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April 11, 2018

A Blast from the Past: Exploring the Market Streets of Euljiro

Before the days of discount supermarkets and department stores, markets were the primary locales for shopping, trading and gossiping in Korea. Unfortunately, due to rapid modernization and an increase in more convenient shopping facilities over the past few decades, the country's traditional markets have continuously lost patronage and are quickly diminishing both in size and number. While efforts are being made to preserve them, it is predicted that they will cease to exist in the next couple decades.

Although Seoul is abundant with must-see destinations and experiences, few of them provide an authentic glimpse into Korean culture as well as the city’s traditional markets. And no other market is better to experience an insightful look into the daily lives of the Korean working class than Euljiro’s streets.

Surrounded by Jongno, Myeongdong, and Dongdaemun, the area remains concealed in the shadows of the attractions of its more well-known neighbors. But opt to do a bit of exploring here and you might just be pleasantly surprised by the discoveries you make.

Nostalgia in a Cup

Begin your walk at Euljiro 3-ga Station, a destination frequented by shoppers eager to explore and load up on luxury items at Myeongdong's Lotte Duty Free. Bypass the bright lights and crowds of tourists and venture instead toward the oft-overlooked Euljiro 4-ga district.

But before you hit up the market streets, stop by Coffee Hanyakbang to get your caffeine fix. Tucked away into an impossibly narrow alley and hiding among a series of shabby buildings is perhaps Seoul's most magical coffee shop. Decorated like a dabang (traditional Korean coffee house) from the Japanese colonial period, the cafe instantly transports visitors back in time.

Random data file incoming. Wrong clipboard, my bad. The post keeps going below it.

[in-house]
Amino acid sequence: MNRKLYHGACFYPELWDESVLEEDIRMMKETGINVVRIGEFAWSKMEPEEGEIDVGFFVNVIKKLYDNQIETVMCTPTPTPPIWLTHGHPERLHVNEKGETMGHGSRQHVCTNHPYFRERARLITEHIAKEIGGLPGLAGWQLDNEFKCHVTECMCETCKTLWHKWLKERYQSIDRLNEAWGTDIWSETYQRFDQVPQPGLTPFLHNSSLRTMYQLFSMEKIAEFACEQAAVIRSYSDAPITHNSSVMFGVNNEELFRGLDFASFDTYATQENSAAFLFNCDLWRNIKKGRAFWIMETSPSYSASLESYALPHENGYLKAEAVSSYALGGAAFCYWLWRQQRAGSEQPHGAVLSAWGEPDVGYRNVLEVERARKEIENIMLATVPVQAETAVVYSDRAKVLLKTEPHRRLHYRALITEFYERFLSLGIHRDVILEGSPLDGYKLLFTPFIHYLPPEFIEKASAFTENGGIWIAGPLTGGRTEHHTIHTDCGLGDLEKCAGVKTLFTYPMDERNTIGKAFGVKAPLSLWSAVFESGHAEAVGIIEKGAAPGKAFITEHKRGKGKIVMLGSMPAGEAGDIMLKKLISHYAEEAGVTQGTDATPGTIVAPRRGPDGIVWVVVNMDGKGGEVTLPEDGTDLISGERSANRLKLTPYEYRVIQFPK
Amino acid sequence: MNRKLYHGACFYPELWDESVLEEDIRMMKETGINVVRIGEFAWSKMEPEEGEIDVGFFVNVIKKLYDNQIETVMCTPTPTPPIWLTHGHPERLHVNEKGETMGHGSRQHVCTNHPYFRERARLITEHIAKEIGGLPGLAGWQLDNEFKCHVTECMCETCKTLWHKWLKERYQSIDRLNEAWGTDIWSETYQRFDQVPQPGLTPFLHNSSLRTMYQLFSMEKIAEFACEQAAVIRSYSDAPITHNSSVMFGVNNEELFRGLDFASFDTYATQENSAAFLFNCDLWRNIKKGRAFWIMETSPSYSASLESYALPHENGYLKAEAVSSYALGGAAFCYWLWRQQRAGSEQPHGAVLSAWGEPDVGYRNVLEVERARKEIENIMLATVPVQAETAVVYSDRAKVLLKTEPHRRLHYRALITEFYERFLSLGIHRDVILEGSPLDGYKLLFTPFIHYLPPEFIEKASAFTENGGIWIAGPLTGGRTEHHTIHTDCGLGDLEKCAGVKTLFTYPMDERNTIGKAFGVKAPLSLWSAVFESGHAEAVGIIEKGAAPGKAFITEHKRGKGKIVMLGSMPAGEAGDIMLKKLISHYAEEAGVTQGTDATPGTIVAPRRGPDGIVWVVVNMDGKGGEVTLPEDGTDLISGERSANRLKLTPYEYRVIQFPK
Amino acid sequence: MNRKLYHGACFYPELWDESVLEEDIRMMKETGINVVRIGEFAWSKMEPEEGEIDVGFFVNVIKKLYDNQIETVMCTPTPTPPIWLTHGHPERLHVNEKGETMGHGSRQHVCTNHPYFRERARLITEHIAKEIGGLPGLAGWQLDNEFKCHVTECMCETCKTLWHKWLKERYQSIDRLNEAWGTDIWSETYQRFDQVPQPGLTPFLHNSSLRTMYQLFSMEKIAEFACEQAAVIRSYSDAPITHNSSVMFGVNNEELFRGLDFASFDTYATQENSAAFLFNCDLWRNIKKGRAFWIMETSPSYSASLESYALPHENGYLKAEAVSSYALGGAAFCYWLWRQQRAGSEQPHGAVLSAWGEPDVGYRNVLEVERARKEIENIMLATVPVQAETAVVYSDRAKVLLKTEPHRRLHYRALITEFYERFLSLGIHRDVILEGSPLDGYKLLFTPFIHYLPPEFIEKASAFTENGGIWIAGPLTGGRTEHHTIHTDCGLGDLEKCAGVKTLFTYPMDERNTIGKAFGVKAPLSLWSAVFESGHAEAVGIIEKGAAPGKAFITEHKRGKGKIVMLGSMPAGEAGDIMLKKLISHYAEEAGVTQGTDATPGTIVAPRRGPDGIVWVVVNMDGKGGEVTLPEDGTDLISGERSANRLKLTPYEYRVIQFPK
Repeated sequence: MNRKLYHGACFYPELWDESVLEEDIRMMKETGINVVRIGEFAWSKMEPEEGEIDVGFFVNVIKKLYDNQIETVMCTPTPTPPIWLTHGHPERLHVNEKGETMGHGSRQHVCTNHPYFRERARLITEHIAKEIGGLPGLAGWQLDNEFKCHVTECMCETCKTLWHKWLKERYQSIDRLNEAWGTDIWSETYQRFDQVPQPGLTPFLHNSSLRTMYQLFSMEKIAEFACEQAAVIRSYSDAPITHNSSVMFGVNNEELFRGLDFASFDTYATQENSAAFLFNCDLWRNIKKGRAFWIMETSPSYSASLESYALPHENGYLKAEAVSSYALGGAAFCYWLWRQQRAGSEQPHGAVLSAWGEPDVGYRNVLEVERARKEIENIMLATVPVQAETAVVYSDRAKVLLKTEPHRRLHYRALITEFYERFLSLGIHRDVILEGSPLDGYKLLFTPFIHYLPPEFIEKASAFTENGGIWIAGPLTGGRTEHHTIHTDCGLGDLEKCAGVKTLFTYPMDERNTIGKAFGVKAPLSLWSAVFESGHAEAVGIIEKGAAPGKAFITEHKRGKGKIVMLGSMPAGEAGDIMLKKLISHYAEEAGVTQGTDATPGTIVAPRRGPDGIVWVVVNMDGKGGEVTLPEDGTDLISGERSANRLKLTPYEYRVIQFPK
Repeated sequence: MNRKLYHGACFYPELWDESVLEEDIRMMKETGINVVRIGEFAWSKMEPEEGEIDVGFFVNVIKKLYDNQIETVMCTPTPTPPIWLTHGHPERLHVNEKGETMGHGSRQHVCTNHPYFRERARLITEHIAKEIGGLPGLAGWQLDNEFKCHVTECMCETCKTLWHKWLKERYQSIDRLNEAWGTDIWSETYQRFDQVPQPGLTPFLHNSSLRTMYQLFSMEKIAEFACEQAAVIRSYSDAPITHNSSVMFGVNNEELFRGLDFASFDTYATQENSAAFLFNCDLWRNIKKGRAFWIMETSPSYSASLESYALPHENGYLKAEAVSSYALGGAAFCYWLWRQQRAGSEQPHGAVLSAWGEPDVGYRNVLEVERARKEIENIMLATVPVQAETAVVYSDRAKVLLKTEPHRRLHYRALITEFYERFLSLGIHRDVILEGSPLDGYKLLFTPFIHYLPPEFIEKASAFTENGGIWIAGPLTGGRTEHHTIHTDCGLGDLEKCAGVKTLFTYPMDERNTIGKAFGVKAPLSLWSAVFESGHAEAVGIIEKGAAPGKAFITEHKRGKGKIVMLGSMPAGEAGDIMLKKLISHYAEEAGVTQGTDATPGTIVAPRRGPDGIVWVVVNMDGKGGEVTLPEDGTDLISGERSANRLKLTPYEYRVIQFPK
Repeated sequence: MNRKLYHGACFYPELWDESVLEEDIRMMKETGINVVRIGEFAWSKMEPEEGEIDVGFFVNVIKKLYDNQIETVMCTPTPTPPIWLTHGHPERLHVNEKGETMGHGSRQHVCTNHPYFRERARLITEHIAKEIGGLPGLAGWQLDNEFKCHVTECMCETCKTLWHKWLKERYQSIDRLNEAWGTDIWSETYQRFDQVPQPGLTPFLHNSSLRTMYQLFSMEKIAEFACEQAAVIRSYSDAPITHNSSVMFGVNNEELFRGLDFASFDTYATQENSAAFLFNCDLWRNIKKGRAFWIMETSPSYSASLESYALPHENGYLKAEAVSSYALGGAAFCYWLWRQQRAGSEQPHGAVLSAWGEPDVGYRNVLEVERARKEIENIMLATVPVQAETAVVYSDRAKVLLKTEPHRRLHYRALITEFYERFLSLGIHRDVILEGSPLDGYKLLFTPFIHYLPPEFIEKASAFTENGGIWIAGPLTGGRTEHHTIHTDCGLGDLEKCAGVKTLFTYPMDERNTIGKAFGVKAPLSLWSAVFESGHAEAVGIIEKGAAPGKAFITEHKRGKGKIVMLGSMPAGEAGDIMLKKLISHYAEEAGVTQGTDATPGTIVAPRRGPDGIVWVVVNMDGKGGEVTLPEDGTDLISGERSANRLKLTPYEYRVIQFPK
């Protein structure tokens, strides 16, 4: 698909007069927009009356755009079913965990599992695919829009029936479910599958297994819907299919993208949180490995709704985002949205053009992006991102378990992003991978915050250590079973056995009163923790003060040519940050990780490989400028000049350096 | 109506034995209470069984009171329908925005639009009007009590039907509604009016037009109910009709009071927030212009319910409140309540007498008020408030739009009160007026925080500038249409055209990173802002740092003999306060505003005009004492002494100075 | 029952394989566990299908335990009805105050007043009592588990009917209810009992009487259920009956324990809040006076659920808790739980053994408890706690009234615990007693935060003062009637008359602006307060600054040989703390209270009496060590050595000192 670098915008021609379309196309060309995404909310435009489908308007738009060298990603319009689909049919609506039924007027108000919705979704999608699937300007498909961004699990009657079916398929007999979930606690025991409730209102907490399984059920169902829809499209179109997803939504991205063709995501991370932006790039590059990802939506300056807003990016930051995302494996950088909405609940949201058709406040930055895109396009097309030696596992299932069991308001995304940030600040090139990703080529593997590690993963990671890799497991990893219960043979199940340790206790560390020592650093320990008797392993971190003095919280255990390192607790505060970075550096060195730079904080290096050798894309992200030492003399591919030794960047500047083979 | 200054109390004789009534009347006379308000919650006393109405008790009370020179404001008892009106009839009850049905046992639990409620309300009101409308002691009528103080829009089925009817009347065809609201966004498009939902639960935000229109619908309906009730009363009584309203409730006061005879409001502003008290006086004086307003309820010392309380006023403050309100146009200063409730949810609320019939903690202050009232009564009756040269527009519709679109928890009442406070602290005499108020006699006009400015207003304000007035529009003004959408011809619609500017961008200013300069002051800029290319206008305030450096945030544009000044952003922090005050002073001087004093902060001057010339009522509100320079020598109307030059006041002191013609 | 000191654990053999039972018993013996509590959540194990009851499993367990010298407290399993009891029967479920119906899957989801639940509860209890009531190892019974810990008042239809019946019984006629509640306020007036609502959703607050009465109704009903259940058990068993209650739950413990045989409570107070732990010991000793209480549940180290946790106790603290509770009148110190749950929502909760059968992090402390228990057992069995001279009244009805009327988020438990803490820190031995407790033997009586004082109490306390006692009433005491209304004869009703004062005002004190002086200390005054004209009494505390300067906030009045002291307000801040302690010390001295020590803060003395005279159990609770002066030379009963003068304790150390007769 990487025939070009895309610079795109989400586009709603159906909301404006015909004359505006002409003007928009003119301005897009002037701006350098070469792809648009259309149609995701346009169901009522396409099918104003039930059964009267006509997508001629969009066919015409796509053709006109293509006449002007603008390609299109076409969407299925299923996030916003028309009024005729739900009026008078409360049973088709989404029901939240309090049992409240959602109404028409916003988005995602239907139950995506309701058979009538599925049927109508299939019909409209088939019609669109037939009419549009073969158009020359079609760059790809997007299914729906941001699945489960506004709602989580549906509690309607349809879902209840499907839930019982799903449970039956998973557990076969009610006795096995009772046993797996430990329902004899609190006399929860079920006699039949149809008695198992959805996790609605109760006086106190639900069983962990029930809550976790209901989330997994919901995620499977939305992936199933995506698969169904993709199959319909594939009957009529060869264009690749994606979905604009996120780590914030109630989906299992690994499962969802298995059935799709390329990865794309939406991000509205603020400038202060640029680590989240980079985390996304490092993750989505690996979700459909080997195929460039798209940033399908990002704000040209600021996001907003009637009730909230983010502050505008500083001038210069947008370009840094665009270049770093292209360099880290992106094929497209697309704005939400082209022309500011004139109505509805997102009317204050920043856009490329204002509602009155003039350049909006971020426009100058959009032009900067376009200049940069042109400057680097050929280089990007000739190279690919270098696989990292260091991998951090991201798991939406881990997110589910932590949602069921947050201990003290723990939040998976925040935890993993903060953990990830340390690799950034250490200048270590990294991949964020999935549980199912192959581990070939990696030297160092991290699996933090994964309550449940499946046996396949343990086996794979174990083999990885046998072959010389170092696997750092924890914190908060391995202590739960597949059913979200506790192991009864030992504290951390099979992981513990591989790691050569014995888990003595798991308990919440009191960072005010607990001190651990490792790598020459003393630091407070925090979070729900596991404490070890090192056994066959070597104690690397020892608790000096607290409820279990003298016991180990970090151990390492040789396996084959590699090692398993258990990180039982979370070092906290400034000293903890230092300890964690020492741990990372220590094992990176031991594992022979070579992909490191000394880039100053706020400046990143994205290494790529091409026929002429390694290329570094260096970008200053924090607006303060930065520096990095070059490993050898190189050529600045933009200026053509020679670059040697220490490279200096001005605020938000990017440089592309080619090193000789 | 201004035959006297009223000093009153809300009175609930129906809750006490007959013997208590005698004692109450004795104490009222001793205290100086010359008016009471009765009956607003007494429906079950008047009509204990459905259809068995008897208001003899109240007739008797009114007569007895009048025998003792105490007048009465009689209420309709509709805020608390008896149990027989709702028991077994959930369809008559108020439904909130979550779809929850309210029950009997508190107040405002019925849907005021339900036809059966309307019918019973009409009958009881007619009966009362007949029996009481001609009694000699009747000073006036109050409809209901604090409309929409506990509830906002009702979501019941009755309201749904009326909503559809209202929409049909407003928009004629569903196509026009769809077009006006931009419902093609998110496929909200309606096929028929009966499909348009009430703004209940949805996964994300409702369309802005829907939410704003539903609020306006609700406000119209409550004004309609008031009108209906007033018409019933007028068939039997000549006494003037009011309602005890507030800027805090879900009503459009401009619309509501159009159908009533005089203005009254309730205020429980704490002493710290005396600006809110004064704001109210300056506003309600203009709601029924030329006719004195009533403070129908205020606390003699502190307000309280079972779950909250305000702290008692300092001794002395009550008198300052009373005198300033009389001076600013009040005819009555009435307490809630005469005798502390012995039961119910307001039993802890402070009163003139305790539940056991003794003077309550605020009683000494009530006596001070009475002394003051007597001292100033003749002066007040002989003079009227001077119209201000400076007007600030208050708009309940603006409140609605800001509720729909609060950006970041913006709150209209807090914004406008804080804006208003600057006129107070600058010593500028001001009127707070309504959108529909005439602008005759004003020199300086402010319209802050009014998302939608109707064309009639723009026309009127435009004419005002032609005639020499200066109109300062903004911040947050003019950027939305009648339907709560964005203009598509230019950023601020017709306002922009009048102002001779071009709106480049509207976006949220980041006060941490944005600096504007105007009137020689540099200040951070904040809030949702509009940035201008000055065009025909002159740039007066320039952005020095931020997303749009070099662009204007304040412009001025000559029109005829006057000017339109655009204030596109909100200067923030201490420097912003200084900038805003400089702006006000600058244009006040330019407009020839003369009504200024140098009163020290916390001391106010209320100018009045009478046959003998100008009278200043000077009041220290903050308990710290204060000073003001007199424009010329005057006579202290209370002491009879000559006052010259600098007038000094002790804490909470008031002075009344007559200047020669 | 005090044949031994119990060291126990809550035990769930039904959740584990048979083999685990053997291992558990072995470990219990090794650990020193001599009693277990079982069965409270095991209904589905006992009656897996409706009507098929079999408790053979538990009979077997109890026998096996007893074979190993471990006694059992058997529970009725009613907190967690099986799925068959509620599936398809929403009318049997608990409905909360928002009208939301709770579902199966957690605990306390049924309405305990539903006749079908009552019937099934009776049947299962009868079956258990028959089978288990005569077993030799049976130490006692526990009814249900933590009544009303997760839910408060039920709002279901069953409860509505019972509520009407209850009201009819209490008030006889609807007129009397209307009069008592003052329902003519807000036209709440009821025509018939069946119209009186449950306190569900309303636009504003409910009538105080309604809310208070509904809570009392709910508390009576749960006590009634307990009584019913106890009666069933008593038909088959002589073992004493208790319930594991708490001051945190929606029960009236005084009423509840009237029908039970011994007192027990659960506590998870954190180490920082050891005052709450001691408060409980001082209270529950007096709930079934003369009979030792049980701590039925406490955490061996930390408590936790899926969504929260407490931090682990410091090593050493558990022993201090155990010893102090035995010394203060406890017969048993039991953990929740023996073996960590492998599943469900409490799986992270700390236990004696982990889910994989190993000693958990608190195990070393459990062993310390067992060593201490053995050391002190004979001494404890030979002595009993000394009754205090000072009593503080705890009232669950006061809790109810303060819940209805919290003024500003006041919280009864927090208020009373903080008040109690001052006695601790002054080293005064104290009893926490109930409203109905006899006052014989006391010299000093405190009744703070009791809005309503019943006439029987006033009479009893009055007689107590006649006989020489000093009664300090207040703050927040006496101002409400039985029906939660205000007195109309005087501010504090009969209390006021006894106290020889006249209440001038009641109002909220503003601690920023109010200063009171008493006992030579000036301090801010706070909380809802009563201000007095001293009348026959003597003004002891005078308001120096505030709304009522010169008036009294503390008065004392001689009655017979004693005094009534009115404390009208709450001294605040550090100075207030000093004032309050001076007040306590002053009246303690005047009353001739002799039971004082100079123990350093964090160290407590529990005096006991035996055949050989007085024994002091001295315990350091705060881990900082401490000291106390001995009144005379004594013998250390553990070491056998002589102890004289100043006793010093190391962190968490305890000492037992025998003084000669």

Wooden floors creak with every step, the counter and wall panels are inlaid with mother-of-pearl, and antique furnishings are arranged beautifully with great attention paid to every detail. But it's not just the interior that makes Coffee Hanyakbang a must-visit. The coffee, hand roasted in-house, is out of this world, not to mention reasonably priced. Don't miss their signature beverage: ultra-strong hand-drip filter coffee brewed by the barista with extreme meticulousness.

In case you're in the market for a fine tailored suit, stop by Knockers next door. The tiny, Kingsman-esque family boutique offers amazing service and only the highest quality of materials (at equally high prices). In addition to suits, the shop also sells shoes and accessories and has a "gentlemen's quarters" on the third-floor where patrons can enjoy a glass of whiskey or a cigar. The owners speak English very well so you won't have any problem communicating exactly what you want.

Path to the Past

Continue east and along the way, pass tiny specialty shops selling industrial supplies and home interior goods that are situated alongside rows of ceramic squat toilets and piles of floor boards.

Let your senses lead you up and down cramped alleys that smell of gasoline where sparks escape electric saws. The unmistakable sounds of metal on metal echo throughout the area where welders and mechanics armed with power tools abound. Rain or shine, these workers carry on with their daily tasks, seemingly unmoved by anything, eager to put in a hard day’s work.

Take a break at Chuncheon Makguksu, a dining establishment known for its cold noodles. Opened in 1962, the restaurant has stood the test of time, owing its success to its delicious food and loyal patronage. Try the makguksu (cold buckwheat noodles) and dalkmuchim (spicy chicken salad), perfect dishes for hot summer days, as their pungent spices fight the heat, or so believe the Koreans.

The old restaurant is generally frequented by mostly elderly diners - many of whom have frequented the restaurant since its opening - who add to the atmosphere with their boisterous banter. For them, Chuncheon Makguksu is a taste of their younger days, flavors that undoubtedly bring back memories of a different Korea, a Korea without iPhones or Starbucks. A Korea that the neighborhood of Euljiro still embodies today.

Baking Up a Good Time